Friday, December 4, 2009

SADIE WANG


Today we visit the Botanical Garden of the National Museum of National Science located in Taichung, Taiwan. The grounds' focal point is the Rain Forest Greenhouse replete with simulated rain, and a waterfall.

Taiwan is also the birthplace of featured jewelry designer Sadie Wang.

Here again, the inherent subtlety of simplistic designs is deceptive; so deceptive in fact that I struggled to find, as well as feel, the impact of Wang's jewelry.

Metalsmithing skills notwithstanding, her extremely minimalist, clean structures--with little to no embellishment--are so basic in form they are, quite honestly, rather plain.

I don't mean to sound as though I am judging Wang's strength as an artist--she has a Bachelor of Arts in Metalsmithing and Jewelry Design, and a Masters of Fine Arts in Metalsmithing. I was intrigued by her choice of such a linear level of simplicity.

Although the items from her Resin Collection include pops of colored resin (some muted) with sterling silver, the overall designs remain clean and understated.

Wang's objective, I found, is this: "My jewelry is designed to bring attention to the wearer while being worn comfortably. My aesthetic vision is simple, and can appear to be quite subtle yet it emphasizes line quality."

I will admit that I am drawn to jewelry that is more expressive; not necessarily elaborate detail but rich color combinations and distinctive structures. When viewing her collections, I wondered perhaps if Wang's reserved design style suggested a reluctance or timidity to explore different options. My assumption, I discovered, was mistaken.

"I am interested in many different materials and I like to explore other areas of expertise. I expanded work with 18-karat gold, resin, and hand blown glass," she says. "I am challenged to continue on the path in the decorative arts field and to create meaningful objects."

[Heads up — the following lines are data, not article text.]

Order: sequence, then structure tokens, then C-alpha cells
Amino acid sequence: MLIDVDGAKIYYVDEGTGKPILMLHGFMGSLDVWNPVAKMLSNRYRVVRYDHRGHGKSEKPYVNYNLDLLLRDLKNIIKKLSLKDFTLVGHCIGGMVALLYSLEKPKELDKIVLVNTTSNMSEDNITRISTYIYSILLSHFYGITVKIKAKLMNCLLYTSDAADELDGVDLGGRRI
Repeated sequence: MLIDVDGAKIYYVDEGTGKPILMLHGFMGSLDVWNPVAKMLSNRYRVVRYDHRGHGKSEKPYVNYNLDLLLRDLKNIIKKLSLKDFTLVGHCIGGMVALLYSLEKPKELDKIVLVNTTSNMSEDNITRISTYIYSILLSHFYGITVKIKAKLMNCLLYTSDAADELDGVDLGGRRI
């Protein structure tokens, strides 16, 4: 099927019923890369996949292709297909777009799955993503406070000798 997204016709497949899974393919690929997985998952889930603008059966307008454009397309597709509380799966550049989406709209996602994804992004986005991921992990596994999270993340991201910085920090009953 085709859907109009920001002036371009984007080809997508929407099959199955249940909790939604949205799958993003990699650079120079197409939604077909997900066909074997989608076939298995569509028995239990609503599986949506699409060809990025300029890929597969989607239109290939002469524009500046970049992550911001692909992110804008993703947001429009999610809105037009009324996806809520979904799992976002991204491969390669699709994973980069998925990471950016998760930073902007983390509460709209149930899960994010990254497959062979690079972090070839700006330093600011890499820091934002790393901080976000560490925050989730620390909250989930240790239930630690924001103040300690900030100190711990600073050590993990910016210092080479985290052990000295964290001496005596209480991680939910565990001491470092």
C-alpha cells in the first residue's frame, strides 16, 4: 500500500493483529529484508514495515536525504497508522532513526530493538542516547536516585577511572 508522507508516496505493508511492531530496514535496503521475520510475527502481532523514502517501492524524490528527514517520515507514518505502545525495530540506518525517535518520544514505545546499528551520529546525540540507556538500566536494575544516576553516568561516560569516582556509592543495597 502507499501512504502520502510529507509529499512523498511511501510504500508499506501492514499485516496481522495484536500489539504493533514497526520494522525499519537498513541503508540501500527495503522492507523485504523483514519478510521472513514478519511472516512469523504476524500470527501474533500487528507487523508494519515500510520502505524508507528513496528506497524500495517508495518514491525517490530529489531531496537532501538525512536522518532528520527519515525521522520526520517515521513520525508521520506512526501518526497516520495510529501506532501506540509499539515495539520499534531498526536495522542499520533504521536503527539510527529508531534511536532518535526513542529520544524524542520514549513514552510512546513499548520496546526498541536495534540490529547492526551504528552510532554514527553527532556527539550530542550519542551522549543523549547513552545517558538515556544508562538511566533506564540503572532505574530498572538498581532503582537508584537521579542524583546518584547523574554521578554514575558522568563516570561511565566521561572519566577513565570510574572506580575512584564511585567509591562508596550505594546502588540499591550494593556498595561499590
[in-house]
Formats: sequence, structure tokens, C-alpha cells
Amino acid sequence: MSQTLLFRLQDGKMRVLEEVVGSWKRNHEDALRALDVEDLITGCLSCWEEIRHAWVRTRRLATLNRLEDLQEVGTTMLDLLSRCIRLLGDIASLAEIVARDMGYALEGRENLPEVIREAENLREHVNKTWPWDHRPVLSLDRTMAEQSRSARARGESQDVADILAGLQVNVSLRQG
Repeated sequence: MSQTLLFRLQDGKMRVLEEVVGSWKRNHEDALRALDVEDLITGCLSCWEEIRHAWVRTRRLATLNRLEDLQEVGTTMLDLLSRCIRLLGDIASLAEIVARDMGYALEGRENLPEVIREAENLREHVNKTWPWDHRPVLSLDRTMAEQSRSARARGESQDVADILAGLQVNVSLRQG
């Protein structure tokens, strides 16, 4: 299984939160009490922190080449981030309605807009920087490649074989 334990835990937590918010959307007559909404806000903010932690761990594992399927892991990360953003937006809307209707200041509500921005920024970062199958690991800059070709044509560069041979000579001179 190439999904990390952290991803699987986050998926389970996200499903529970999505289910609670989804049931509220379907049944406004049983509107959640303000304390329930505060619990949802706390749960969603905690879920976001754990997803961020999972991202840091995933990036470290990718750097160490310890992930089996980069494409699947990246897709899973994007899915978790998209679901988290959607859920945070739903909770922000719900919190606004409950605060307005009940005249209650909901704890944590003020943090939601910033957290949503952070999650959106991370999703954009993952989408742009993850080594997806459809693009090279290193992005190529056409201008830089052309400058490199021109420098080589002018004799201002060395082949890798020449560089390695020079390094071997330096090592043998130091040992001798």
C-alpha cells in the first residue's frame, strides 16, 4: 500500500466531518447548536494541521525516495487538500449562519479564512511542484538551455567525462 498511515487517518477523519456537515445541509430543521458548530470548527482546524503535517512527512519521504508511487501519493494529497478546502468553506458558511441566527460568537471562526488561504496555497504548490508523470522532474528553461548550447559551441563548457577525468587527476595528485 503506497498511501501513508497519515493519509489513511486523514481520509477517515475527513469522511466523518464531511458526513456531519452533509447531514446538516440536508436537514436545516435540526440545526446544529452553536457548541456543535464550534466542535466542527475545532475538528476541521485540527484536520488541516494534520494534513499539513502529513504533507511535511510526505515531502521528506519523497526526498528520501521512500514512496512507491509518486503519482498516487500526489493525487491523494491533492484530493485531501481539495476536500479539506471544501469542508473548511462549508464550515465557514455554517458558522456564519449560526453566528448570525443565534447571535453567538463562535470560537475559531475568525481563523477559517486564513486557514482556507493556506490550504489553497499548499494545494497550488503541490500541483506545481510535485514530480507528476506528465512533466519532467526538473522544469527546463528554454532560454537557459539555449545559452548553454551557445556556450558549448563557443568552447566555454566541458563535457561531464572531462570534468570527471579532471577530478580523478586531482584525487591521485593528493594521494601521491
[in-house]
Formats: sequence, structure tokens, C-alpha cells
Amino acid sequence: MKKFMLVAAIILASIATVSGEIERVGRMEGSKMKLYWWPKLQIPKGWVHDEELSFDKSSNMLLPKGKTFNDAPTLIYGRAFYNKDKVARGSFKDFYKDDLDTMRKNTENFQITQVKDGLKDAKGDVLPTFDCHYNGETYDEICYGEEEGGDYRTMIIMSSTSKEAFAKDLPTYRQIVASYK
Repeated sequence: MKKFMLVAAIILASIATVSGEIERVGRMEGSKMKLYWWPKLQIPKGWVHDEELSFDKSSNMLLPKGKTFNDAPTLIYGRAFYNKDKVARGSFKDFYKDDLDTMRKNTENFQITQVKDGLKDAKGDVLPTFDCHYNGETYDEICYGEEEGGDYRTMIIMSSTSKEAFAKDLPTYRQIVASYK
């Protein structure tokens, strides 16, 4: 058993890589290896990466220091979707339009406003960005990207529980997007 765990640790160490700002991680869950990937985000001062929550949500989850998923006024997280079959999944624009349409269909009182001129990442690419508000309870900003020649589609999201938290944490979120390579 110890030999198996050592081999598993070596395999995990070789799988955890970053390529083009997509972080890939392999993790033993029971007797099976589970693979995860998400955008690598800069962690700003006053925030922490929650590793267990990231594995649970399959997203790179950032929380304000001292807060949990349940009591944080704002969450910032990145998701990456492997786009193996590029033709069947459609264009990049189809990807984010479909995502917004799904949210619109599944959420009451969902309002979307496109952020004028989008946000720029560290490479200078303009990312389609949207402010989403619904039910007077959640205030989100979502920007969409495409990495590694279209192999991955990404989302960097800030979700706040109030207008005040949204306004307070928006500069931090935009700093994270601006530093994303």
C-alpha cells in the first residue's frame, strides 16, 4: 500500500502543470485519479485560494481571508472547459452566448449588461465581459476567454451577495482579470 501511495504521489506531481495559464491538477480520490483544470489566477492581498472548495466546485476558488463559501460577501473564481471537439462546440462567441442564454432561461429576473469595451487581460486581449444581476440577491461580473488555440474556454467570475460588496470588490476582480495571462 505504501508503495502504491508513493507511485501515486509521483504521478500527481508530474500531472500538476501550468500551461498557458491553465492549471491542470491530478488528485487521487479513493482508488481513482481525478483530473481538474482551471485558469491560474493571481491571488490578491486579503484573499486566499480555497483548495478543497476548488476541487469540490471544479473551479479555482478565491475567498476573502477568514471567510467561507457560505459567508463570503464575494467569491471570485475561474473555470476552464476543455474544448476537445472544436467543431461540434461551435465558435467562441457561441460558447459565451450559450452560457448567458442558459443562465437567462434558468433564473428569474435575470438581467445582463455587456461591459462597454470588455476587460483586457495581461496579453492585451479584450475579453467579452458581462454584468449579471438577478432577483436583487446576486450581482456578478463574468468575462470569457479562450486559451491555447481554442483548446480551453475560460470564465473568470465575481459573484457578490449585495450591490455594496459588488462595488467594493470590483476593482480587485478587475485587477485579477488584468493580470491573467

A few of Wang's resin pieces, and items implementing hand blown glass, are not featured on her website, and I have included some photos here. Her range of jewelry includes a simple form of gold, silver, and glass that she expands into a larger, more complex pattern.

"Jewelry has been used as a decoration for the body for as long as there has been human civilization," Wang says. "It is a vehicle of communication without words. I am interested in this particular function of jewelry."

Her jewelry forms are clear-cut and straightforward. The shapes that Wang gravitate towards are squares, circles, and rectangles. Regardless of a person's level of artistic skill, these particular structures can never be under or over executed; in that sense, these forms are among the few things in life that are perfect and timeless.

I believe the allure of simplicity is that something so simple is completely adequate; which in turn gives way, however imperceptible, to a sense of security.
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Photo 1 (top right): Sterling Silver and Resin Purple and Lilac Leaf Brooch
Photo 2 (center): 18-Karat Gold and Silver Brooch with Hand Blown Glass

Photo 3 (bottom left): Sterling Silver and Resin Two Color Circle Pendant
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